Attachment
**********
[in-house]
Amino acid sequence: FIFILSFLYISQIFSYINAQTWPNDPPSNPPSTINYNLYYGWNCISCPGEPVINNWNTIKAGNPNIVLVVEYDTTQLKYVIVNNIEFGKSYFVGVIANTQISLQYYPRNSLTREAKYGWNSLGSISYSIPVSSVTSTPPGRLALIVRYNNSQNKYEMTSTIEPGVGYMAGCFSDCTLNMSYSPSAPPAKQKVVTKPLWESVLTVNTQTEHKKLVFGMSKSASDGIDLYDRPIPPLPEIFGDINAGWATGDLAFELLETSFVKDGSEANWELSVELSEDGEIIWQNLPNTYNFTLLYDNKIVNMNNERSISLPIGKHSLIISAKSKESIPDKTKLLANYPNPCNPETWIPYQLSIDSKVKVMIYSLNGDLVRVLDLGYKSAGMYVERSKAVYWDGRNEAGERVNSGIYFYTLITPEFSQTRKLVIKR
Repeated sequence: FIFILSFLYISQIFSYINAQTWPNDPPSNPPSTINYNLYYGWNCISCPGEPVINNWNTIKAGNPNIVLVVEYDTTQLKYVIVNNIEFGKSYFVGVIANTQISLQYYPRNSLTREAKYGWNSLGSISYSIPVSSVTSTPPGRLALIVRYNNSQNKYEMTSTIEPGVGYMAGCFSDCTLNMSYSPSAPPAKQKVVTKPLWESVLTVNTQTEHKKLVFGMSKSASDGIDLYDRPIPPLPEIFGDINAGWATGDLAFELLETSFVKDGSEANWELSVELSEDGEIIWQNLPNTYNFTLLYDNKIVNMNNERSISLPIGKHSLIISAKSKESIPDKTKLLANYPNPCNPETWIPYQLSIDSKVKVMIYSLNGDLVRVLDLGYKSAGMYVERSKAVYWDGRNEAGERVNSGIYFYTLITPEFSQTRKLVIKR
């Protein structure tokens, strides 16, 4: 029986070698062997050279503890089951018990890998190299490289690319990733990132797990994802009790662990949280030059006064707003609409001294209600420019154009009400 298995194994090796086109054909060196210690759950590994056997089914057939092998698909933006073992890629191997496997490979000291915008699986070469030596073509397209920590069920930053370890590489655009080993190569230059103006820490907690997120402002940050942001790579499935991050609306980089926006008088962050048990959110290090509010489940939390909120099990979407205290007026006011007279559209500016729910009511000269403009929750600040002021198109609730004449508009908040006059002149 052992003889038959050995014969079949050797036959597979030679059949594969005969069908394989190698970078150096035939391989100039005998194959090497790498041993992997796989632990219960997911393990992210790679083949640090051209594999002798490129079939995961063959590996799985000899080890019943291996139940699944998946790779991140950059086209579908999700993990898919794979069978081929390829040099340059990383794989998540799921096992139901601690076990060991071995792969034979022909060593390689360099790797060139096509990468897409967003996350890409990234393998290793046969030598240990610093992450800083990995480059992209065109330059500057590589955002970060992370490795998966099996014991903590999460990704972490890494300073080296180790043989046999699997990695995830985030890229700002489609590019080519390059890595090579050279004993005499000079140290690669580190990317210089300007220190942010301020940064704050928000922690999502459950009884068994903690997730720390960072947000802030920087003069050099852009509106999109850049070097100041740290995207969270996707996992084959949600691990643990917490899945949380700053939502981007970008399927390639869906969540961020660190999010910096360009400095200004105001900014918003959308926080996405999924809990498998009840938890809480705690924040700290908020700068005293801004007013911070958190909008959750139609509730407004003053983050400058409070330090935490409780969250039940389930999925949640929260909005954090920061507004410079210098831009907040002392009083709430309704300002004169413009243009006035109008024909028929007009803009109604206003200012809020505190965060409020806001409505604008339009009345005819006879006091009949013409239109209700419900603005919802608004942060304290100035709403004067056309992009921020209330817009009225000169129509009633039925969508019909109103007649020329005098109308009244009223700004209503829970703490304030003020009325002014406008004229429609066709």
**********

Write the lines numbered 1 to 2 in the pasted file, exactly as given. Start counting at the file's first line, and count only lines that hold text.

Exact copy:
[in-house]
Amino acid sequence: FIFILSFLYISQIFSYINAQTWPNDPPSNPPSTINYNLYYGWNCISCPGEPVINNWNTIKAGNPNIVLVVEYDTTQLKYVIVNNIEFGKSYFVGVIANTQISLQYYPRNSLTREAKYGWNSLGSISYSIPVSSVTSTPPGRLALIVRYNNSQNKYEMTSTIEPGVGYMAGCFSDCTLNMSYSPSAPPAKQKVVTKPLWESVLTVNTQTEHKKLVFGMSKSASDGIDLYDRPIPPLPEIFGDINAGWATGDLAFELLETSFVKDGSEANWELSVELSEDGEIIWQNLPNTYNFTLLYDNKIVNMNNERSISLPIGKHSLIISAKSKESIPDKTKLLANYPNPCNPETWIPYQLSIDSKVKVMIYSLNGDLVRVLDLGYKSAGMYVERSKAVYWDGRNEAGERVNSGIYFYTLITPEFSQTRKLVIKR